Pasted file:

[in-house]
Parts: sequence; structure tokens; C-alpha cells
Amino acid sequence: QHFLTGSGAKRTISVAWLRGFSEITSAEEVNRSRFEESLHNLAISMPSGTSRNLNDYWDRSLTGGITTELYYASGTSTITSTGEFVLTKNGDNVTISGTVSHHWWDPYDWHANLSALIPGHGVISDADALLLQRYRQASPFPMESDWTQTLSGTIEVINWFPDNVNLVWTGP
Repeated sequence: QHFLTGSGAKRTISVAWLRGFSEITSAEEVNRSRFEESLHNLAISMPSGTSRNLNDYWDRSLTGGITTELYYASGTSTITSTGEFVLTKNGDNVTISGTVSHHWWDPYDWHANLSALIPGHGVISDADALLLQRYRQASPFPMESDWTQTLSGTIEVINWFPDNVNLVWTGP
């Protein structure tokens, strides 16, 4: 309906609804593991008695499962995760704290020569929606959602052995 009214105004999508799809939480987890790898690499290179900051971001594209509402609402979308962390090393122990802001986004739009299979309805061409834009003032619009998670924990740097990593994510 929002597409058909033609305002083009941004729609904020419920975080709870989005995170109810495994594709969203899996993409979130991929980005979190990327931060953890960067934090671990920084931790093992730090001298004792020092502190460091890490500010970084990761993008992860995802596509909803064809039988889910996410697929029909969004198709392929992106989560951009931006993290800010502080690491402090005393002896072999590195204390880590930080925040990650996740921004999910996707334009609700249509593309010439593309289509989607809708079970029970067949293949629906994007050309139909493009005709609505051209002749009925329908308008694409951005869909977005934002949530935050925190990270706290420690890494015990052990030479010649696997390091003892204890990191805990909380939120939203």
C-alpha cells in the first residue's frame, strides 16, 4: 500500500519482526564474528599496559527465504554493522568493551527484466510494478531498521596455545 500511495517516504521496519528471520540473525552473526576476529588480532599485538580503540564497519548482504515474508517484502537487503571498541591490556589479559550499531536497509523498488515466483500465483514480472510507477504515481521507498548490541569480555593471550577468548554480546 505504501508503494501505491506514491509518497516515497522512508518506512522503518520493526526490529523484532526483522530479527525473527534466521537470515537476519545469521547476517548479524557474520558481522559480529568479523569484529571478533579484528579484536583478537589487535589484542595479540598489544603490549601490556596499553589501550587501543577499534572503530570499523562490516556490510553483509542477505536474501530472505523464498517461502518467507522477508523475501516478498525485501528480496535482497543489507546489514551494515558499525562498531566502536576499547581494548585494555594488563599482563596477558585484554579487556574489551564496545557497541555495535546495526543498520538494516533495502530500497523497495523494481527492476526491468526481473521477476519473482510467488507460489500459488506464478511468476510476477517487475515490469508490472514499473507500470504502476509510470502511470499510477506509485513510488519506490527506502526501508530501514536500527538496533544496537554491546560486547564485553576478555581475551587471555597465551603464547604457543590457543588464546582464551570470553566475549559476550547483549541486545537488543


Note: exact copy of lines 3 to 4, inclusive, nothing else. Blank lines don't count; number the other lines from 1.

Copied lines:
Amino acid sequence: QHFLTGSGAKRTISVAWLRGFSEITSAEEVNRSRFEESLHNLAISMPSGTSRNLNDYWDRSLTGGITTELYYASGTSTITSTGEFVLTKNGDNVTISGTVSHHWWDPYDWHANLSALIPGHGVISDADALLLQRYRQASPFPMESDWTQTLSGTIEVINWFPDNVNLVWTGP
Repeated sequence: QHFLTGSGAKRTISVAWLRGFSEITSAEEVNRSRFEESLHNLAISMPSGTSRNLNDYWDRSLTGGITTELYYASGTSTITSTGEFVLTKNGDNVTISGTVSHHWWDPYDWHANLSALIPGHGVISDADALLLQRYRQASPFPMESDWTQTLSGTIEVINWFPDNVNLVWTGP